For years, the Ravens quietly tried to make the case to the NFL that Baltimore-Washington would function best as a single television market. The current system -- in which the Redskins and Ravens have separate markets -- left some Ravens fans, in effect, behind enemy lines. The Ravens said in 2010 that about 12 percent of their personal seat license holders have residences in the District of Columbia, Northern Virginia or Montgomery or Prince George's counties -- the domain of the Redskins.
ENTERTAINMENT
By Wesley Case, The Baltimore Sun | March 27, 2013
Here's an all-too common scenario at a bar: A random topic - be it essential new-wave albums or Martin Scorsese's best films - comes up and an expert suddenly emerges. The know-it-all rapidly cites a dizzying array of research and anecdotes, all in the name of appearing smarter than everyone else. The person also usually hopes no one double-checks the claims. "You always have somebody who knows way too much about something, but then they hope you're not going to look [facts] up," said Patrick Storck, a 37-year-old living in Belair-Edison.
NEWS
By Larry Perl, lperl@tribune.com | March 26, 2013
It's not whether you win or lose, it's how you play the game - in this case, the game show "Jeopardy!" Tom Lynn, of Radnor-Winston, played so well that a crowd of 50 family members, friends and former colleagues and classmates gave him a standing ovation Monday evening at the Zen West cantina on York Road, where they gathered at his invitation to watch the taped show on a big-screen TV. Lynn, who taped his appearance in November, was prohibited contractually...
FEATURES
By Jill Rosen and The Baltimore Sun | February 27, 2013
Glen Burnie's Dana Zadia Hardy certainly has a way with a buck. The 37-year-old project manager, whose penny-pinching ways earned her a spot recently on "Extreme Couponing," appeared Wednesday on another money show, "The Price Is Right. "  A longtime fan of the game show, Hardy and some blogging friends who work with her at MsCouponista.com, made a point to drive from Las Vegas to California earlier this year see if they could get on. Hardy did -- and she didn't have to wait ... at all. She was called to "come on down" right as the show opened, bouncing happily into the first contestant spot in front.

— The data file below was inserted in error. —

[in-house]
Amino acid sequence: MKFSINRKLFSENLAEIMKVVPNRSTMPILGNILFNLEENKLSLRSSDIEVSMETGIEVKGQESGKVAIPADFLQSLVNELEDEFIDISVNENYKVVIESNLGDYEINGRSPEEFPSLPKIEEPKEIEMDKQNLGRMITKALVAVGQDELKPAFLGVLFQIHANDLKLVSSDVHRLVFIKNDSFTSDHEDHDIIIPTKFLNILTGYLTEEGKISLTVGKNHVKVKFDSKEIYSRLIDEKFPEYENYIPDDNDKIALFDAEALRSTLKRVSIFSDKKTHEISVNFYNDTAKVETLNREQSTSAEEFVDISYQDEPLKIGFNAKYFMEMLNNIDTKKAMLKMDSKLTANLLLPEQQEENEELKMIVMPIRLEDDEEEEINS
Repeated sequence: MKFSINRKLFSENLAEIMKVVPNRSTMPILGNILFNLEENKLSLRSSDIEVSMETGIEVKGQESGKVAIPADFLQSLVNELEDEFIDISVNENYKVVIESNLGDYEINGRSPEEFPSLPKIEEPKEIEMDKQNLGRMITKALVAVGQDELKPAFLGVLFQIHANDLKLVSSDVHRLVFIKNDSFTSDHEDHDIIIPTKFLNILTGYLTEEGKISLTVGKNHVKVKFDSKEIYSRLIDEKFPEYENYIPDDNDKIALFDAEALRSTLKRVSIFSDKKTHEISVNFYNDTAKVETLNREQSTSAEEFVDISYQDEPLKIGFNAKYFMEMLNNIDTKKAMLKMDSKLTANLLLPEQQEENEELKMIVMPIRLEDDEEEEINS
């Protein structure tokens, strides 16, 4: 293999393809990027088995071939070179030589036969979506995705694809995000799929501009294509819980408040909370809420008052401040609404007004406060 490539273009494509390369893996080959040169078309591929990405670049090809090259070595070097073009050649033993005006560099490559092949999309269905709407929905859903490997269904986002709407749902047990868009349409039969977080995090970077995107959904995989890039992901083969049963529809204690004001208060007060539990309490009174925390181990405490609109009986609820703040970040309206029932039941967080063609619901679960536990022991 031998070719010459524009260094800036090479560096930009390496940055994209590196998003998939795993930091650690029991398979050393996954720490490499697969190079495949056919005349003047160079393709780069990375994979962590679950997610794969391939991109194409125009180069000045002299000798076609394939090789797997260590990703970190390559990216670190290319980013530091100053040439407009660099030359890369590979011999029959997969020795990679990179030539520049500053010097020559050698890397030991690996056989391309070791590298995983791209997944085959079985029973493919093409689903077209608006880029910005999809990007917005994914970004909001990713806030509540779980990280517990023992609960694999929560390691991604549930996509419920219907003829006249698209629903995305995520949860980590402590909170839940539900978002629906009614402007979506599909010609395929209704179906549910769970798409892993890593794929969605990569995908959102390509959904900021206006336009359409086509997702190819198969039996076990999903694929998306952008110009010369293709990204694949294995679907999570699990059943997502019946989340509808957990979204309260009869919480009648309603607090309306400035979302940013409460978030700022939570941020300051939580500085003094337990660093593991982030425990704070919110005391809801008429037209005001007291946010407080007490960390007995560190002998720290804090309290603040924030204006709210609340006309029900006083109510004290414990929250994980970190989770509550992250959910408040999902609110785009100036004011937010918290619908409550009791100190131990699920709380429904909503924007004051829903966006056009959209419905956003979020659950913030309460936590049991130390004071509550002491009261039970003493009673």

ENTERTAINMENT
By Donna Petrozzello and Donna Petrozzello,New York Daily News | April 4, 1999
Whoopi Goldberg struts her stuff in the center square -- and Robin Williams and Roseanne yuk it up nearby. Welcome to the wild new world of game shows.Once on the wane and populated by third-rate celebs -- think Paul Lynde on "The Hollywood Squares" -- TV game shows are making a big comeback.Inexpensive to produce and highly profitable for programmers, they're cropping up all over the tube, from the Food Network to MTV to network TV.Game shows have always had a hold on audiences, especially in the 1960s and '70s, when they were a staple of network prime time.
FEATURES
By Sarah Kickler Kelber and Sarah Kickler Kelber,SUN STAFF | April 16, 2001
Ever wonder what would happen if they crossed "Jeopardy!" host Alex Trebeck and "McLaughlin Group" leader John McLaughlin? Anne Robinson, host of British game show import "The Weakest Link," could be the answer. The quiz show, which makes its debut tonight at 8 on NBC (Channel 11), at first seems to bear a resemblance to "Who Wants to Be a Millionaire" (also a British import), with its flashy set and questions worth more and more as each round progresses. But there are definitely some differences.
SPORTS
By David Zurawik and The Baltimore Sun | January 21, 2013
It almost seems wrong to complain about the telecast of a game that ended as happily as Sunday's AFC championship victory by the Baltimore Ravens 28-13 over the New England Patriots. Almost. But CBS Sports once again failed to deliver the goods on a Ravens game. And just because I'm euphoric over the Ravens' victory doesn't mean I should soft pedal how much I hated the telecast. Last week, CBS Sports brass boasted about the Super-Bowl cameras and technology they were going to have on hand for the game.
SPORTS
The Baltimore Sun | December 18, 2012